…”The term ‘marihuana’ means all parts of the plant Cannabis sativa L., whether growing or not; the seeds thereof; the resin extracted from any part of such plant; and every compound, manufacture, salt, derivative, mixture, or preparation of such plant, its seeds or resin. Such term does not include the mature stalks of such plant, fiber produced from such stalks, oil or cake made from the seeds of such plant, any other compound, manufacture, salt, derivative, mixture, or preparation of such mature stalks (except the resin extracted therefrom), fiber, oil, or cake, or the sterilized seed of such plant which is incapable of germination.” 21 U.S.C. § 802(16).
Thus, CBD is legal insofar as the solution in which it is dissolved has absolutely no THC, and if the source material doesn’t include cannabis buds and leaves.
However, the agency statement also acknowledged cannabinoids appear only in trace amounts in the stalks of the plant and its seeds because of the small quantities of resin that adhere to the surface of those plant parts. They say:
…based on the scientific literature, it is not practical to produce extracts that contain more than trace amounts of cannabinoids using only the parts of the cannabis plant that are excluded from the CSA definition of marijuana, such as oil from the seeds. The industrial processes used to clean cannabis seeds and produce seed oil would likely further diminish any trace amounts of cannabinoids that end up in the finished product. However, as indicated above, if a product, such as oil from cannabis seeds, consisted solely of parts of the cannabis plant excluded from the CSA definition of marijuana, such product would not be included in the new drug code (7350) or in the drug code for marijuana (7360), even if it contained trace amounts of cannabinoids
There are a lot of sources online that tout: so long as there is less than .3% THC in a CBD product, you’re in the clear. Readers should be mindful that when the DEA says absolutely no THC, they mean zero. This .3% classification seems to have come from the observation that most strains of cannabis sativa that have below .3% THC have been deemed as hemp.
Hemp is a variety of the Cannabis sativa plant specifically used for industrial purposes such as paper, textiles, clothing, food, etc. Because hemp is so dominant in the mainstream (there are hundreds of hemp clothing brands and hemp drinks, protein powders etc.), it would appear the plant itself is legal and, thus, any extracts made from it would also be legal.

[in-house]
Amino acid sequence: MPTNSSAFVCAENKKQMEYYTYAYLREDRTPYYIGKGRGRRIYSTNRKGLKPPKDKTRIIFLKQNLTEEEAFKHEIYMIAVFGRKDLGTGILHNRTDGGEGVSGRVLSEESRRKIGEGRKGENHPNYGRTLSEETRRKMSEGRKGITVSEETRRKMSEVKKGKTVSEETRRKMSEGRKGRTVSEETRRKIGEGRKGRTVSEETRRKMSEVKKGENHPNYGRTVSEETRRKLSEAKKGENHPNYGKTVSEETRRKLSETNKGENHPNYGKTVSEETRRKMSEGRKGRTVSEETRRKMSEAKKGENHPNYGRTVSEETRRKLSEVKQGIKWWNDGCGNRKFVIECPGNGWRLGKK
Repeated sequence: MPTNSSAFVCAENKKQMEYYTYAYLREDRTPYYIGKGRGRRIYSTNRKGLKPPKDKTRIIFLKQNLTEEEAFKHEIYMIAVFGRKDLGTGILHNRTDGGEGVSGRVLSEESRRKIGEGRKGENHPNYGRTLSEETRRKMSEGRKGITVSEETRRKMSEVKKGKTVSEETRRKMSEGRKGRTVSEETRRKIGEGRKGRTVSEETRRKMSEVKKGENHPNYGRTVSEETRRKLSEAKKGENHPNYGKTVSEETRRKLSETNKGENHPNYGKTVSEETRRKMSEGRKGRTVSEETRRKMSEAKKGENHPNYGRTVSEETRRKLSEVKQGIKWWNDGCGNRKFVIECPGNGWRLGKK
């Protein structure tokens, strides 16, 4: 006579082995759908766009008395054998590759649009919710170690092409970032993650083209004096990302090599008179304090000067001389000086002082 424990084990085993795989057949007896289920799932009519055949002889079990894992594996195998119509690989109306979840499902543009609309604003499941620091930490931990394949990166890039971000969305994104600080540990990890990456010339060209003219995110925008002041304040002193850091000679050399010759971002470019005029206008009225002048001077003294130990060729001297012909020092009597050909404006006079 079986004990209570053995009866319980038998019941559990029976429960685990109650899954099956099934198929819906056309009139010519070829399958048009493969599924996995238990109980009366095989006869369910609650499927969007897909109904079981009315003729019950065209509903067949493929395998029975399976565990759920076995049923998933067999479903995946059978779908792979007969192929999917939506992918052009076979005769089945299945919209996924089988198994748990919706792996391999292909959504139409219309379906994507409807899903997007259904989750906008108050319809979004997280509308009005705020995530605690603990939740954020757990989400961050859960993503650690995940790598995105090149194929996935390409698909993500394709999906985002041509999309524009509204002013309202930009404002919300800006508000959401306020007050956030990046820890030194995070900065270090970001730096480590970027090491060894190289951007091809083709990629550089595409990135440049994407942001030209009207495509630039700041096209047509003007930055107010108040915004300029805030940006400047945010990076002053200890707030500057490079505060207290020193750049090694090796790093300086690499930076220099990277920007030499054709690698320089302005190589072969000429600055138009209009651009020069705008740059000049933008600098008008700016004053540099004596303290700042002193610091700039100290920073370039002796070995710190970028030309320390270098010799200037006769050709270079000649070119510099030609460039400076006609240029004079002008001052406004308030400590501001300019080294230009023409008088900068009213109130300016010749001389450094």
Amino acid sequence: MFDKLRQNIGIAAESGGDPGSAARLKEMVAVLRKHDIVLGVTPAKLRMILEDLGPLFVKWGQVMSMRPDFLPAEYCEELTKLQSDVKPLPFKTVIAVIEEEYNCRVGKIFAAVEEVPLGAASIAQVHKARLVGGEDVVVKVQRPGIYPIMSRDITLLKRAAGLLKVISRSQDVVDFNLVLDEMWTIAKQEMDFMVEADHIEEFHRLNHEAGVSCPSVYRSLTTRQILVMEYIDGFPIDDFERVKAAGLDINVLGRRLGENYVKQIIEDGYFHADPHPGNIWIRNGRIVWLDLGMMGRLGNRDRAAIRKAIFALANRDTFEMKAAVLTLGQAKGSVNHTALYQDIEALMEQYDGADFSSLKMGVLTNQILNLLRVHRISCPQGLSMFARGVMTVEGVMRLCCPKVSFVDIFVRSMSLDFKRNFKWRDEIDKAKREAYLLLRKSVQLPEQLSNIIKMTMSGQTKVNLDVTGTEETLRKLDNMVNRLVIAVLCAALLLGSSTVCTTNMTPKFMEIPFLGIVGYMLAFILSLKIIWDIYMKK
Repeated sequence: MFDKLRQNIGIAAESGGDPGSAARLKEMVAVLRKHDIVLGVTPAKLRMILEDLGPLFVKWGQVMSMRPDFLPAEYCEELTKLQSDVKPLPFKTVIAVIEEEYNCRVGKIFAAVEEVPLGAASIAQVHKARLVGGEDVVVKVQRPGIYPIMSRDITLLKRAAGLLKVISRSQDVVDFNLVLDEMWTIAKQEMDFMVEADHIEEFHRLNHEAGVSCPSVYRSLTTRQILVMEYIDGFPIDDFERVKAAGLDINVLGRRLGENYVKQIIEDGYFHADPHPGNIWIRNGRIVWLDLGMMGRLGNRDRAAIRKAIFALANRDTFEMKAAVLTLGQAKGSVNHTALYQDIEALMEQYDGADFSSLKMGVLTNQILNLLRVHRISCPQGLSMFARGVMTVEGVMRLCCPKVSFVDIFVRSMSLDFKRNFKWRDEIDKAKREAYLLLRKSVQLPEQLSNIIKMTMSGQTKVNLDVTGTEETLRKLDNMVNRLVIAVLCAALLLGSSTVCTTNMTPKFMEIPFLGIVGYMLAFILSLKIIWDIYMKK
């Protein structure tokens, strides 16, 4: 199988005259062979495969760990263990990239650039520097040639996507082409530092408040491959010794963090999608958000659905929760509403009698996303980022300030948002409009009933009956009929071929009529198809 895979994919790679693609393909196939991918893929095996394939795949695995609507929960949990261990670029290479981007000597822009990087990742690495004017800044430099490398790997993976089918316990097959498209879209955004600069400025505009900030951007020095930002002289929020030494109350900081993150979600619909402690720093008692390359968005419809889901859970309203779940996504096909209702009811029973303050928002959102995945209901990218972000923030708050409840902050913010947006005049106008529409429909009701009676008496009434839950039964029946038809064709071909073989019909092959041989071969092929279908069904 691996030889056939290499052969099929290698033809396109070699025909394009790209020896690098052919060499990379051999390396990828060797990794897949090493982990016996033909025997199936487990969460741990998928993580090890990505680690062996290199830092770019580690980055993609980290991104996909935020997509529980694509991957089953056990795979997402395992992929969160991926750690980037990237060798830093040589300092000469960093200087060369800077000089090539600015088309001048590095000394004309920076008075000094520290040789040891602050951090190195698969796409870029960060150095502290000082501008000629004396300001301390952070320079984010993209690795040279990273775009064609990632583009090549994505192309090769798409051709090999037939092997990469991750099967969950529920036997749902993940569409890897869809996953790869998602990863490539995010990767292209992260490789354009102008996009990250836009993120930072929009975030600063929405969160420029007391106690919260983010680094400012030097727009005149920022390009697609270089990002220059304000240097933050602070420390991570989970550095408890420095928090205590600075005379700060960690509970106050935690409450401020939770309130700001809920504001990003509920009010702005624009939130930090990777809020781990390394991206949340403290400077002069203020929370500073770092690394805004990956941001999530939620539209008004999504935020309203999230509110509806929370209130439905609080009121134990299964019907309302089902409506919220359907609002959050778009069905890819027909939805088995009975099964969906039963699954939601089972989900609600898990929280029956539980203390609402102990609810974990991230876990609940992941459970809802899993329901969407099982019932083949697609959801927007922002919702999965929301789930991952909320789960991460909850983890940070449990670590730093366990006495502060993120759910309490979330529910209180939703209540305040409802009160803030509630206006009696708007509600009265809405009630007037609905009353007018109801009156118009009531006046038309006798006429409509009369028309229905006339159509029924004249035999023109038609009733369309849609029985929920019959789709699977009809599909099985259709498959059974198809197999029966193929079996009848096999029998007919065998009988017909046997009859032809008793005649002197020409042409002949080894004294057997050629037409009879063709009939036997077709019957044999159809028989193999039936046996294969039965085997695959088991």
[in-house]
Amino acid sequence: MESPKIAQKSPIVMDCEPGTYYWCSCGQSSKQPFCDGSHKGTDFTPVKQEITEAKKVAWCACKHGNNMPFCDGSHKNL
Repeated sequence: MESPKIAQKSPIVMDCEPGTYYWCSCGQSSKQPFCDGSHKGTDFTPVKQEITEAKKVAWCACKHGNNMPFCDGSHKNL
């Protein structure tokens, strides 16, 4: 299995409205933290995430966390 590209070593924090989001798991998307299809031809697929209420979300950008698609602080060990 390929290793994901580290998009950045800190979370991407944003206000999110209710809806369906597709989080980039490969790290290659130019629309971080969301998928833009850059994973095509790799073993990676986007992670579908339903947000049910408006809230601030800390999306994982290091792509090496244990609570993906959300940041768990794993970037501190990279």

This is precisely how the growers of Charlotte’s Web were able to create potent CBD oil “legally” — breeders and growers have been able to create high-CBD strains of cannabis that contain almost no THC, warranting a hemp classification.
However, technically speaking, if the DEA were to test a product that was made from a hemp plant and it had non-zero amounts of THC, the product would technically be illegal under the 7350 Code.
All this makes creating a CBD oil that actually has significant amounts of CBD in it quite difficult. That’s why a lot of manufacturers have been making “hemp oil”, which is legal and processed but contains only trace amounts of CBD– rendering it far less effective from a medical perspective. Therein lies the rub. If a producer were able to process hemp to produce a CBD extract, they would presumably be protected, as such strains of cannabis contains only trace amounts of THC… but also CBD.
Is CBD Legal?! Get to the point!
It would appear as though CBD is legal in 50 states if and only if it meets the following criteria:
- Extracted from cannabis plant material that does not include buds and leaves
- Chemically filtered to assure that absolutely no THC is in the final product
Keep in mind that it would be practically impossible for the DEA to identify the source material used to extract CBD. While we can’t concretely condone illegal behavior, it would appear that so long as your CBD oil has no THC, you are in the clear according to the DEA!
Some states implicitly ban CBD, though, due to the rejection of bills that would have explicitly rendered CBD legal. While permissible on the federal level, CBD is currently legal in 44 states — 28 of which legalize CBD by default of their existing medical marijuana program. See which states will allow you to purchase legal CBD here.